For years now, people in Pakistan celebrate Kashmir Solidarity Day on February 5 in a bid to reflect their continuing commitment to the people of Kashmir. But if truth be told, it has become more of a ritual than anything effective. Every year, our leaders and people go through the usual motions without realising that they are not helping the Kashmir cause much with their rhetoric, not to mention that most of this ‘solidarity drive’ is confined by and large to Azad Kashmir, the northern areas and Punjab. The rest of Pakistan – Balochistan, Sindh and Khyber Pakhtunkhwa – have little interest in this cause. The reason is that people in these parts of Pakistan are themselves fighting for their own rights. It was a bit disconcerting to see President Asif Ali Zardari asking India to give up the disputed territory of Kashmir. With due respect to the president, this is not realistic. Dialogue with India on Kashmir, among other issues, is the right thing to do, but to envisage India giving up Kashmir is a pipedream.
The problem with both Pakistan and India’s approach to the Kashmir issue is discounting the most important factor, i.e. the Kashmiris themselves. When it is convenient, both India and Pakistan play the UN Resolutions card. Those resolutions though restrict the Kashmiris’ right to self-determination through a plebiscite for “accession of Jammu and Kashmir to India or Pakistan”. There is no third option there – a circumscribing of the right to independence. Neither Pakistan nor India are willing to contemplate an independent Kashmir as it would mean that Pakistan would have to give up Azad Kashmir and possibly Gilgit-Baltistan while India would have to bid adieu to Indian-held Kashmir (IHK).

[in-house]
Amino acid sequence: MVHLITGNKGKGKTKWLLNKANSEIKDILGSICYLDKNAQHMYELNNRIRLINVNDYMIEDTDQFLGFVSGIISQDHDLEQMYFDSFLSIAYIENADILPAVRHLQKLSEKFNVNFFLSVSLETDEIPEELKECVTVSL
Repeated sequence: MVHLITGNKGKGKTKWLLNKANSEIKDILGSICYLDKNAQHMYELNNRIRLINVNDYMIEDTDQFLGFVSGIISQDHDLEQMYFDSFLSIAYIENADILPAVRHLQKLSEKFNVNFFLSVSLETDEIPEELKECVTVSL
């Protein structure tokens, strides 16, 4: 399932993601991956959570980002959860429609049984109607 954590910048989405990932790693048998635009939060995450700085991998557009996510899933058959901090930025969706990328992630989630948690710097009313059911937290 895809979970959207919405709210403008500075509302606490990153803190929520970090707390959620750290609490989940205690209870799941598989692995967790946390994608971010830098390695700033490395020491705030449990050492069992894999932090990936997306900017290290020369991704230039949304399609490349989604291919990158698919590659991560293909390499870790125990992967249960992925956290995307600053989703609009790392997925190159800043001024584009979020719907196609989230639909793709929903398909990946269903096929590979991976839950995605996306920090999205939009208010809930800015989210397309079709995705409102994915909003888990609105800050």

In the early 80s, the Jammu and Kashmir Liberation Front (JKLF) asked for independence but later there was a split in the party after its leader Yasin Malik gave up the armed struggle in 1994. On the other hand, Pakistan-based jihadi groups like the Lashkar-e-Tayyaba (LeT) and Hizbul Mujahideen weakened the genuine case of the Kashmiris due to their terrorist activities during the 80s and the 90s, particularly after the 1989 uprising in IHK triggered off by rigged elections. Jihadist groups not only drove out the Kashmiri Pundits from Jammu but also alienated many Kashmiri Muslims. A recent example of this is the murder of two teenage sisters by the LeT militants in Sopore as a result of ‘moral policing’. After 9/11, our military had its hands full. The Kashmir militancy was put on the backburner. General (retd) Pervez Musharraf’s plan of demilitarisation on both sides of Kashmir was something that did not go down well with the militants who carried on with their activities, albeit irregular, without overt support of Pakistan’s military establishment.
Last summer there was an indigenous uprising in Kashmir against the brutalities of the Indian army, demanding demilitarisation and just rights. Deaths of innocent Kashmiris at the hands of the Indian army go unchecked to date. Even though the Indian government has, on the face of it, tried to neutralise the situation by sending in a team of independent interlocutors but that too seemed like a face-saving exercise and did not bear any fruit. The Kashmiris on the other side of the border want a repeal of the Armed Forces (Special Powers) Act (AFSPA) and less military presence on their soil.
Neither the people of Azad Kashmir nor those in IHK are happy with their situation. It is time for both Pakistan and India to understand that the independence of Kashmir is an idea that has increasingly found resonance in the streets and mountains of Kashmir.